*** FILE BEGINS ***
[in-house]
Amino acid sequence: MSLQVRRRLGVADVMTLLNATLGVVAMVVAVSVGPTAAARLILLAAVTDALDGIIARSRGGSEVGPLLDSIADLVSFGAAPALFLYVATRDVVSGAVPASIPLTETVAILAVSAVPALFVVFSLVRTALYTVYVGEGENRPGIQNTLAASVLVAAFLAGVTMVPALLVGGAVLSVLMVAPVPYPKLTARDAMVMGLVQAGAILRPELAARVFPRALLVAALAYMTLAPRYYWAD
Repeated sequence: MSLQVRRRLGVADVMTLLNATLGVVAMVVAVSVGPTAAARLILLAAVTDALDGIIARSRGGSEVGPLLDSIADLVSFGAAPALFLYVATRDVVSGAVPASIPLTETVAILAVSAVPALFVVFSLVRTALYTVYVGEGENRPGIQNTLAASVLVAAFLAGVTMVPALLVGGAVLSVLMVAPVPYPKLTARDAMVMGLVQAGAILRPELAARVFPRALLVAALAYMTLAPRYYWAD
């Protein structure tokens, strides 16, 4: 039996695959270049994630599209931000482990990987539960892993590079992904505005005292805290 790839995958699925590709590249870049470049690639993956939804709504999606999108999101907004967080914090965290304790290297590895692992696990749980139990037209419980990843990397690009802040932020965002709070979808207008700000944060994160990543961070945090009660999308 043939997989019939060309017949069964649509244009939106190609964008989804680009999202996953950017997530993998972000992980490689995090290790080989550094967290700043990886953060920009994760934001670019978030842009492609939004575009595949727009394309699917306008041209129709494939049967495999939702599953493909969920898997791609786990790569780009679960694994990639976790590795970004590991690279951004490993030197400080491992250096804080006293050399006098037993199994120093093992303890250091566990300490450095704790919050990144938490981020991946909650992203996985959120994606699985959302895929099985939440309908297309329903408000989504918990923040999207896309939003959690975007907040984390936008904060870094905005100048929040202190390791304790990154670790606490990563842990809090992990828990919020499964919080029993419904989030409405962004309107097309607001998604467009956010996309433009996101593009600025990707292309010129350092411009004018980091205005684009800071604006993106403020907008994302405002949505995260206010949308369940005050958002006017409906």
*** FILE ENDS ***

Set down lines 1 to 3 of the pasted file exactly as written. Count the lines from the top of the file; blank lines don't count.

[in-house]
Amino acid sequence: MSLQVRRRLGVADVMTLLNATLGVVAMVVAVSVGPTAAARLILLAAVTDALDGIIARSRGGSEVGPLLDSIADLVSFGAAPALFLYVATRDVVSGAVPASIPLTETVAILAVSAVPALFVVFSLVRTALYTVYVGEGENRPGIQNTLAASVLVAAFLAGVTMVPALLVGGAVLSVLMVAPVPYPKLTARDAMVMGLVQAGAILRPELAARVFPRALLVAALAYMTLAPRYYWAD
Repeated sequence: MSLQVRRRLGVADVMTLLNATLGVVAMVVAVSVGPTAAARLILLAAVTDALDGIIARSRGGSEVGPLLDSIADLVSFGAAPALFLYVATRDVVSGAVPASIPLTETVAILAVSAVPALFVVFSLVRTALYTVYVGEGENRPGIQNTLAASVLVAAFLAGVTMVPALLVGGAVLSVLMVAPVPYPKLTARDAMVMGLVQAGAILRPELAARVFPRALLVAALAYMTLAPRYYWAD